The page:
Moon pushed aside a branch and maintained a smooth stride. Justin did his best to keep up. It was amazing how quickly she moved; he had been thinking of her as slow and thoughtful, but Moon propelled herself forward as if she were gliding. She dodged every bramble and pushed through the tall grass and tangling weeds without a pause. Was it growing up on the commune or sheer force of will that helped her navigate?
On the map, it looked simple. A straight line to their destination. There were even hints here and there that roads once followed their path. These unused and abandoned pathways sank beneath overgrowing invasive plants did little to pave their way. The light, when it peaked through the trees, grew long and Justin began to wonder if they really would make it today. Maybe if they could both travel at Moon’s pace.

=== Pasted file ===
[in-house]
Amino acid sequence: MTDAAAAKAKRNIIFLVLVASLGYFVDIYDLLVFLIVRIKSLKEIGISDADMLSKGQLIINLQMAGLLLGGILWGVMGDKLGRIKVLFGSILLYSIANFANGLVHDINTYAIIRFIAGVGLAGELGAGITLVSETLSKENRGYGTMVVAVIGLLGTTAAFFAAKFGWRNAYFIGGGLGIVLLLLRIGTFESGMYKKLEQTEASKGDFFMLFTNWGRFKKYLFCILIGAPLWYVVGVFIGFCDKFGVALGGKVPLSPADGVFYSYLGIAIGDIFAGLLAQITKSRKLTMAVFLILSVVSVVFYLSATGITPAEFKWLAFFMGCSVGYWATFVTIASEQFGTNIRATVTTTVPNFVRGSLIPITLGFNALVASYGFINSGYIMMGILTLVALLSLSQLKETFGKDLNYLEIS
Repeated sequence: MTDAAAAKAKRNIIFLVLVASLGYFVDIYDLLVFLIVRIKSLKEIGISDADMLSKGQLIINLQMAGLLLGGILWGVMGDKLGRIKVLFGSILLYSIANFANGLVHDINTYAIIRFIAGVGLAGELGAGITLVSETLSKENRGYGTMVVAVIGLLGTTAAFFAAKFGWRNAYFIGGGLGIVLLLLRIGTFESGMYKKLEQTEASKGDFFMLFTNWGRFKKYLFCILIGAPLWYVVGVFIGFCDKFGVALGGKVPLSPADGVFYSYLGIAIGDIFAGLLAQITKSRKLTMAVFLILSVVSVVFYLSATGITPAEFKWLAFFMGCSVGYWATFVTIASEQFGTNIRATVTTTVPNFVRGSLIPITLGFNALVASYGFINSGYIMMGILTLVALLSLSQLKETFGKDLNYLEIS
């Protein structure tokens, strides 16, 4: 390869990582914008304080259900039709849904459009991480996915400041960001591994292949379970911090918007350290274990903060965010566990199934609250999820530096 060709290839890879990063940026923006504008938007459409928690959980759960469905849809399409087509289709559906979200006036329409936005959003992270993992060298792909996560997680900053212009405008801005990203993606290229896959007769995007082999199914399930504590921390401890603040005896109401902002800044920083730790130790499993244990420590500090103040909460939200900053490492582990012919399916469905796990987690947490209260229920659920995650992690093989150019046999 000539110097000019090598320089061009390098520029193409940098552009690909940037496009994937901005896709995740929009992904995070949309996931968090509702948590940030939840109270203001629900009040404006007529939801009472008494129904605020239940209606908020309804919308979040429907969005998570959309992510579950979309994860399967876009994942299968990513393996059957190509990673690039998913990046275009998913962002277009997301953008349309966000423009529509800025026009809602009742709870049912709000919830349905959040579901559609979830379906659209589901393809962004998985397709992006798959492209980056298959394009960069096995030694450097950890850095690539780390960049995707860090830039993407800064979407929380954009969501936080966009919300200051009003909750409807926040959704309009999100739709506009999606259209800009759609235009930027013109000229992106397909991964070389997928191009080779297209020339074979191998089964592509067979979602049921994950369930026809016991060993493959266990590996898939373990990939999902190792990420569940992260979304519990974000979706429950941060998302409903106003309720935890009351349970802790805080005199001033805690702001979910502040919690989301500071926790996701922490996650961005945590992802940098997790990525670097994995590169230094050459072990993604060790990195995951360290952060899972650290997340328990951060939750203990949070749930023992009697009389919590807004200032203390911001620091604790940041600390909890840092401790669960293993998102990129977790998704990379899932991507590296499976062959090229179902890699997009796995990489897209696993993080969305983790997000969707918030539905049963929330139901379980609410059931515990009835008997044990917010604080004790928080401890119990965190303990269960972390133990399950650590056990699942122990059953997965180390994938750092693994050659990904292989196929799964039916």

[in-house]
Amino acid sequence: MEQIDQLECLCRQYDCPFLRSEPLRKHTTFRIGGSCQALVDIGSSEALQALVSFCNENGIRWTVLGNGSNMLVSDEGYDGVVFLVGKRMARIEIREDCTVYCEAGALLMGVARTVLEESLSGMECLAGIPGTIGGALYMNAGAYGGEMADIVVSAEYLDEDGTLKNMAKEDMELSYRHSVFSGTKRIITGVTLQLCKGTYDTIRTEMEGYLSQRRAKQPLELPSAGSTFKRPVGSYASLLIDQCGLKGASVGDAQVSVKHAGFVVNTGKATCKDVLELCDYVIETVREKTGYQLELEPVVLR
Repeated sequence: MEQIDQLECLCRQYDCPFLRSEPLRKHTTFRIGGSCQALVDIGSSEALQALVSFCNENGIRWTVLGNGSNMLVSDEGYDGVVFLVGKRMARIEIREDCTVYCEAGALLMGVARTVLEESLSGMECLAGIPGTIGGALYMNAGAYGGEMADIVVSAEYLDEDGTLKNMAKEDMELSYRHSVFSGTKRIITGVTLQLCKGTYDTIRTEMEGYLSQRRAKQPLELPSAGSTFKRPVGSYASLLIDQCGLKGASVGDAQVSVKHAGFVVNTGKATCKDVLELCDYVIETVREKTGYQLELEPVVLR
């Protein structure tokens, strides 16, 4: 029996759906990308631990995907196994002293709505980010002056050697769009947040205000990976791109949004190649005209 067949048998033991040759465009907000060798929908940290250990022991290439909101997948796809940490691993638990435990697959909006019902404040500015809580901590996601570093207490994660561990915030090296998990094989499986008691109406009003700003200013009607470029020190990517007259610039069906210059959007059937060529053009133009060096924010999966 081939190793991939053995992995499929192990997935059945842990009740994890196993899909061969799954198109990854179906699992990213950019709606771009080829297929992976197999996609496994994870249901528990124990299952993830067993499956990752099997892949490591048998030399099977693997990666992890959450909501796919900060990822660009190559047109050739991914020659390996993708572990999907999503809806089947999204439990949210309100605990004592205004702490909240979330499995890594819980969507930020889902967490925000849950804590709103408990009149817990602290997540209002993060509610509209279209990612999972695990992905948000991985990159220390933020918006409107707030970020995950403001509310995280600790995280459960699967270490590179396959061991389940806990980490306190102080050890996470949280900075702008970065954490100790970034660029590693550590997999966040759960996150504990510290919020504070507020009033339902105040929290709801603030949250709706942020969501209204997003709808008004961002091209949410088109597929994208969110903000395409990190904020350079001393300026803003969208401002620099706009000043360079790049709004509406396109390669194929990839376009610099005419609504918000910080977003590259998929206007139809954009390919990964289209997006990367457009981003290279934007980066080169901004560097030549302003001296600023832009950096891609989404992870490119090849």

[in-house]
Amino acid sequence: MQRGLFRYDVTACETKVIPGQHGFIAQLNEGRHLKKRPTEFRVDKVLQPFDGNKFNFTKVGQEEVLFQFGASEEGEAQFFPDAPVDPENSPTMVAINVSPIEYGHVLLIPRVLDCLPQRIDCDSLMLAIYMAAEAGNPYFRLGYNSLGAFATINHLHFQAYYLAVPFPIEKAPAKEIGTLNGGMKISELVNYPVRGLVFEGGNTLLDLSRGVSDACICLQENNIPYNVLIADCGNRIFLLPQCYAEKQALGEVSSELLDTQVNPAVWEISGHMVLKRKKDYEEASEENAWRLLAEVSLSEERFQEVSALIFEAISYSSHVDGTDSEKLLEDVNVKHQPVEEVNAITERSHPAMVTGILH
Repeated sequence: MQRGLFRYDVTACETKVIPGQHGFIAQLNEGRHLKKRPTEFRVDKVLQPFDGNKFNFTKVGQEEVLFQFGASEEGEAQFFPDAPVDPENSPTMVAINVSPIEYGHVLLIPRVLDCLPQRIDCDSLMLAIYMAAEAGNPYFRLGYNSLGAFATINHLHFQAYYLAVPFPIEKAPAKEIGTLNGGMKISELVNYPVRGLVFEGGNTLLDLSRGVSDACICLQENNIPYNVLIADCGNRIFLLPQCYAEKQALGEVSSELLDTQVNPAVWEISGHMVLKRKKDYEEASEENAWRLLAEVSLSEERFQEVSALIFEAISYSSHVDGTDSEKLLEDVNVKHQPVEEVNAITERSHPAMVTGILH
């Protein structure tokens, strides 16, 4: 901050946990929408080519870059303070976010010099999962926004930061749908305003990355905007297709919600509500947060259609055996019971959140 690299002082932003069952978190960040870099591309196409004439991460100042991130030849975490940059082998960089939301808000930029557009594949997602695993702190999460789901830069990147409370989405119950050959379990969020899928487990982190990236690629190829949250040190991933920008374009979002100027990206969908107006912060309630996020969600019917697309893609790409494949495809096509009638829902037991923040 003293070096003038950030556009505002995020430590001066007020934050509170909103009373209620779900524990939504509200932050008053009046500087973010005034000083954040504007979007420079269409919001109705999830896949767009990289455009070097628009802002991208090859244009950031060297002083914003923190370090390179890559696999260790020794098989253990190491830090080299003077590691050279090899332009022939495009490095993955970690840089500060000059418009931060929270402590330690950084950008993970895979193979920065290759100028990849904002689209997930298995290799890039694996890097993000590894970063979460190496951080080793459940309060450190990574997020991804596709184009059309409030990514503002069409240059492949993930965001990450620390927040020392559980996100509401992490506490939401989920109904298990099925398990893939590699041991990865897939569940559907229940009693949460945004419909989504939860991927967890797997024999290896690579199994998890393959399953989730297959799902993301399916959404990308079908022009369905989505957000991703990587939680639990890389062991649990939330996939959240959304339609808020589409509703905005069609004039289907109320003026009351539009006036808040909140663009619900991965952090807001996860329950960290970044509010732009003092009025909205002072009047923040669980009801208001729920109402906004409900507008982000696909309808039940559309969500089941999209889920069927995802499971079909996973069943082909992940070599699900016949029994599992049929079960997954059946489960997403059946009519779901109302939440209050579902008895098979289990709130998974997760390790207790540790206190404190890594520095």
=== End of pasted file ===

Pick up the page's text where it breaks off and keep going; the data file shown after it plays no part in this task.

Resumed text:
Justin did not realize how much he had depended on following others until he had to struggle to keep up. What if he lost her? He had no idea where he was. He could pull up a map, sure, but what good would it do him when there was nothing here and he did not know their precise destination. He set off from home alone, but he did not get anywhere until he started following. Herman was at least good for a free ride. Simon let him tag along too. Following Allison was the reason he was here in the first place. Here was following again, this time away from his sister and to an uncertain goal.
“Moon.” He had to raise his voice to reach her ahead, making him sound more urgent than he was. She slowed a little and turned her head. “Are you sure we’re going the right way. We don’t seem to be going anywhere.”
She sighed. “I’ve been here before. Don’t worry. We’re almost there anyway.”
“That depends on whether you would stop dragging ass back there.”
“Hey! What are you trying to say?”
“I’m saying if I didn’t have to slow down the whole time we might be there by now.”